Kevin: It was difficult to figure out when you didn’t speak Spanish, nobody to tell you what to do.
Shohn : About an hour after that, Carlos’ mom, sister and brother-in-law came, and the guards came and got us out of the cell. They said, “Come over here, we’ve got to take you somewhere.” So they took us up to what was the office. It was the assistant director’s office. We were sitting there, this guy called over, said for us to take care of you guys, make sure you’re okay, we’ve got a cell waiting for you over in this other area. So they brought us over here and they put us in our own cell, upstairs, exactly like this–I mean, not as nice as this. They said, well, this is your cell, get all your stuff from over there.. We got all of our stuff out of the cell, and the guy didn’t charge us anything. The director ended up charging us about two hundred bucks a piece after that. Normally, it’s over a thousand dollars apiece to get here.
Observer: Two hundred, is that monthly or just a one time?
Shohn: Just one time. Normally it’s about a thousand dollars.
Kevin: One guy paid about eight thousand dollars.
Observer: So why do you think they targeted you and Carlos?
Shohn: I really don’t know. They took my money, the cell phone, the stereo systems out of the truck, all kinds of stuff. But as far as that goes, I don’t know. There could be some confusion with one of Carlos’ cousins. They almost have the same name. He’s involved in business here in town.
Observer: His cousin?
Shohn: Yeah. I don’t know exactly how they’re related, but it’s a cousin. It’s his dad’s half brother’s kid, I think. But they almost have the exact same name.
Observer: So he (Carlos) just wanted a ride over with you?
Shohn: Yeah, he knew I was coming to fix the truck and he was going to come visit his grandparents.
Observer: How many witnesses did you have?
Shohn: Three that saw them (soldiers) put the suitcases in the truck. One’s dead, and the other two we can’t find, they won’t talk. They’re scared. One of them didn’t show up for the court date.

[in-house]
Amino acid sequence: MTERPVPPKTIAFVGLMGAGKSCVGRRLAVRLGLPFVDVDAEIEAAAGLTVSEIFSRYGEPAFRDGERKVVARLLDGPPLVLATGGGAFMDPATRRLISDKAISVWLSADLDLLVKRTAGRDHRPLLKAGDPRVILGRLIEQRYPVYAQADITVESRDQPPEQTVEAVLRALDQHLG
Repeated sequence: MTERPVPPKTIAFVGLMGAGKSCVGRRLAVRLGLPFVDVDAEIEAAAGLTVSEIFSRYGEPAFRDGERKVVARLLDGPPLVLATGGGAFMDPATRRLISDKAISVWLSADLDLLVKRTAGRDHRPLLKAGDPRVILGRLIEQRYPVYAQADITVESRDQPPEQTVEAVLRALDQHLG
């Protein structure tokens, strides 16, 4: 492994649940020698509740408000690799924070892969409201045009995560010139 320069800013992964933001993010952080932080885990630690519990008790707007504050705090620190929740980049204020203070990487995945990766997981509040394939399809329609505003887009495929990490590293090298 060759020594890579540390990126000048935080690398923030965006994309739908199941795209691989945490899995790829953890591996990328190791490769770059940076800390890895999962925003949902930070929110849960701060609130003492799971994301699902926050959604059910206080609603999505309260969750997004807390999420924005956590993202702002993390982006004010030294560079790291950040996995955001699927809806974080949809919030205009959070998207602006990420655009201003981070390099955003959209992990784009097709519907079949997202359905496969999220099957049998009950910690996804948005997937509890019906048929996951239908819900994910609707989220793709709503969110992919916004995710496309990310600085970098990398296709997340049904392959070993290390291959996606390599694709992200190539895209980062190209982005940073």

Kevin: Then there were the other guys that were going to give Carlos a ride back to the place where Sean was going to pick him. There were a total of seven or eight witnesses.
Shohn: These were the two guys that had taken him (Carlos) back here, to the bridge. One of them was named Sergio Gamino Jr.. Well, the military went to the house he listed as his address. They said “Where’s Sergio?” The man who answered the door said “I’m Sergio.” They grabbed him, they took him and two days later he was found dead in the street. But it was Sergio Sr. It was Sergio Jr. who was going to testify and they killed his father.
Kevin: It was in a similar time frame as the death of the other witness.
Shohn: Yes, they were a week apart.
Observer: So of the seven witnesses, two have been killed. And then the rest are in hiding?
Shohn: Yeah. The other two that testified, who confronted the soldiers in court, saying “You put the drugs in the car, we saw you.” One of them was killed. You know, they were all friends and they all lived on the same street.
Kevin: There were sixteen soldiers involved in Shohn’s arrest. Only two testified, and their testimony was different from each other, they gave two different accounts. And, in the end the judge said because they were soldiers, we had to take their word.
Observer: Even though they couldn’t even get their story straight?
Shohn: It was more than sixteen soldiers.
Kevin: Well, it’s what they testified they had.
Observer: And when was the trial?
Kevin: That one took eight months. The decision was made in September. About September 1st 2010. They dropped one of the charges, and only charged him with possession. Which is kind of ludicrous in itself. It sort of implies that they were going to smoke all of this themselves, 115 pounds of marijuana.
Observer: So it was 115 pounds?
Shohn: They put transportation, when it was never transportation on our records. The sign of transportation is when you’re outside of city limits. Any time you’re inside the city limits, it’s possession.
Kevin: The article that they charged you with, in the court papers, was article 194 and 195. 195 is possession, and it’s five to fifteen years. The other one is selling it, and they write it to where even if you give somebody a joint, off of it, it’s transportation or selling. And that carries from ten to twenty five years.
(Update: Shohn Huckabee’s final appeal was denied on July 5th, 2011)